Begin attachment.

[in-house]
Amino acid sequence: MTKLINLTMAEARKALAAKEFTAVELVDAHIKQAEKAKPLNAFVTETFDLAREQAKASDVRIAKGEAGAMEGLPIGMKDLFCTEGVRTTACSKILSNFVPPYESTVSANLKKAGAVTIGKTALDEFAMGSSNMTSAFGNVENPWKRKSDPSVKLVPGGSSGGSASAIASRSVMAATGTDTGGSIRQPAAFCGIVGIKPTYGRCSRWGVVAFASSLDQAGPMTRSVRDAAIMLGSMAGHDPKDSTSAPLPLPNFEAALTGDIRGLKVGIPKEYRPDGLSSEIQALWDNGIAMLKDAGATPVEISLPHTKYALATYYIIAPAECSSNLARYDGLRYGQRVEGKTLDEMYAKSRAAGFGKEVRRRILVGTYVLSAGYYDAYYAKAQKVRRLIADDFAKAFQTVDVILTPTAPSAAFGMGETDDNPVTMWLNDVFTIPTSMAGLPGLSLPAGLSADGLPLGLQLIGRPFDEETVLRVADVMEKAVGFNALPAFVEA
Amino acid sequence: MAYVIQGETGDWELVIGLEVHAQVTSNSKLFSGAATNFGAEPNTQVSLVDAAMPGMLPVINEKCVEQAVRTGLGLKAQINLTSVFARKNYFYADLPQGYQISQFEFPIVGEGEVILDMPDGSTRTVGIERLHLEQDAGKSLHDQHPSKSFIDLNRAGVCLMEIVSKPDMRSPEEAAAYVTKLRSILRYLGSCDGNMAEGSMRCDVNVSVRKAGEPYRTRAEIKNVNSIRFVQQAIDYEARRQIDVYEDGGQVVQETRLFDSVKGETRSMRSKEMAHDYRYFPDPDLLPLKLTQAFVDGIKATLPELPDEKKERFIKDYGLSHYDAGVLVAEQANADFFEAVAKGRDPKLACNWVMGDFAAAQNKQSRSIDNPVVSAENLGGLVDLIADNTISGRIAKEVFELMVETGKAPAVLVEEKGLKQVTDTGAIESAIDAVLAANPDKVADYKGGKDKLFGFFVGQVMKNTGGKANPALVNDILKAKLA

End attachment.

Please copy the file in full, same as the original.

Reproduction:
[in-house]
Amino acid sequence: MTKLINLTMAEARKALAAKEFTAVELVDAHIKQAEKAKPLNAFVTETFDLAREQAKASDVRIAKGEAGAMEGLPIGMKDLFCTEGVRTTACSKILSNFVPPYESTVSANLKKAGAVTIGKTALDEFAMGSSNMTSAFGNVENPWKRKSDPSVKLVPGGSSGGSASAIASRSVMAATGTDTGGSIRQPAAFCGIVGIKPTYGRCSRWGVVAFASSLDQAGPMTRSVRDAAIMLGSMAGHDPKDSTSAPLPLPNFEAALTGDIRGLKVGIPKEYRPDGLSSEIQALWDNGIAMLKDAGATPVEISLPHTKYALATYYIIAPAECSSNLARYDGLRYGQRVEGKTLDEMYAKSRAAGFGKEVRRRILVGTYVLSAGYYDAYYAKAQKVRRLIADDFAKAFQTVDVILTPTAPSAAFGMGETDDNPVTMWLNDVFTIPTSMAGLPGLSLPAGLSADGLPLGLQLIGRPFDEETVLRVADVMEKAVGFNALPAFVEA
Amino acid sequence: MAYVIQGETGDWELVIGLEVHAQVTSNSKLFSGAATNFGAEPNTQVSLVDAAMPGMLPVINEKCVEQAVRTGLGLKAQINLTSVFARKNYFYADLPQGYQISQFEFPIVGEGEVILDMPDGSTRTVGIERLHLEQDAGKSLHDQHPSKSFIDLNRAGVCLMEIVSKPDMRSPEEAAAYVTKLRSILRYLGSCDGNMAEGSMRCDVNVSVRKAGEPYRTRAEIKNVNSIRFVQQAIDYEARRQIDVYEDGGQVVQETRLFDSVKGETRSMRSKEMAHDYRYFPDPDLLPLKLTQAFVDGIKATLPELPDEKKERFIKDYGLSHYDAGVLVAEQANADFFEAVAKGRDPKLACNWVMGDFAAAQNKQSRSIDNPVVSAENLGGLVDLIADNTISGRIAKEVFELMVETGKAPAVLVEEKGLKQVTDTGAIESAIDAVLAANPDKVADYKGGKDKLFGFFVGQVMKNTGGKANPALVNDILKAKLA